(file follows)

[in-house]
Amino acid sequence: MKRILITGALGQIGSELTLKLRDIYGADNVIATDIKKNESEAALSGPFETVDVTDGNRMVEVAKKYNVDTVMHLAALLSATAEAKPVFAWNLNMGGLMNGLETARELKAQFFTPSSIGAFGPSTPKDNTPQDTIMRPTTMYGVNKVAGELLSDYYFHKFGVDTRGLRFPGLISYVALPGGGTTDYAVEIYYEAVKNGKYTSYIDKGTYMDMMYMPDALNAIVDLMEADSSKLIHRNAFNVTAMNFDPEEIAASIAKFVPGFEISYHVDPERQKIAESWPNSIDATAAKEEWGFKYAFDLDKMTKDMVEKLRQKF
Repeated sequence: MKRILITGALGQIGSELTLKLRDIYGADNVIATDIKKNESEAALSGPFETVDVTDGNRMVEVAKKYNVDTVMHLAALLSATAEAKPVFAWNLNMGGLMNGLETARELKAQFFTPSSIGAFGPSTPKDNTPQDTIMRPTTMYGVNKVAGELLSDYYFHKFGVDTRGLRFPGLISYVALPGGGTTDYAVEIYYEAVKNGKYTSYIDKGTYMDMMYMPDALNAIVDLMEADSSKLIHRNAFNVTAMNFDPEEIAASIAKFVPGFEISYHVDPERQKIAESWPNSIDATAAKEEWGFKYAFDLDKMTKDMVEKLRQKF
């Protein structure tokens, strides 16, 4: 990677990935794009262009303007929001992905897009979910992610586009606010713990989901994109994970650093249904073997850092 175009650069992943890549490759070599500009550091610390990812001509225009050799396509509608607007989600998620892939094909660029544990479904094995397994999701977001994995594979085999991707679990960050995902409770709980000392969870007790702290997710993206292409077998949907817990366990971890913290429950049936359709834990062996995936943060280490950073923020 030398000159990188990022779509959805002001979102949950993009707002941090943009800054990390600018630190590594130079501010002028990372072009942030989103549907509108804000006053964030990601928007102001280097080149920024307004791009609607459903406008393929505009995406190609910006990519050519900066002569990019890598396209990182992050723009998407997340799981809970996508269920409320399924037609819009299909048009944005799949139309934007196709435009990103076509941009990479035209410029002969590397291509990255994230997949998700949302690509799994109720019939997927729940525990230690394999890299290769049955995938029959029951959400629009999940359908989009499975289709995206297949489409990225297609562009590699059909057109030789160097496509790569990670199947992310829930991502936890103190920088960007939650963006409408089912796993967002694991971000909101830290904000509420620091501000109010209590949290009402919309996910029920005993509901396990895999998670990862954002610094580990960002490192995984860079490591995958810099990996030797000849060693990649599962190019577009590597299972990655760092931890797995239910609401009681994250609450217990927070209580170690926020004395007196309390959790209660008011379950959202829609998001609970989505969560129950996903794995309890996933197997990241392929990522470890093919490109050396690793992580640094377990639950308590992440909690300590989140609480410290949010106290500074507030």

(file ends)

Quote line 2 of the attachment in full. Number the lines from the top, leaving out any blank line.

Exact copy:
Amino acid sequence: MKRILITGALGQIGSELTLKLRDIYGADNVIATDIKKNESEAALSGPFETVDVTDGNRMVEVAKKYNVDTVMHLAALLSATAEAKPVFAWNLNMGGLMNGLETARELKAQFFTPSSIGAFGPSTPKDNTPQDTIMRPTTMYGVNKVAGELLSDYYFHKFGVDTRGLRFPGLISYVALPGGGTTDYAVEIYYEAVKNGKYTSYIDKGTYMDMMYMPDALNAIVDLMEADSSKLIHRNAFNVTAMNFDPEEIAASIAKFVPGFEISYHVDPERQKIAESWPNSIDATAAKEEWGFKYAFDLDKMTKDMVEKLRQKF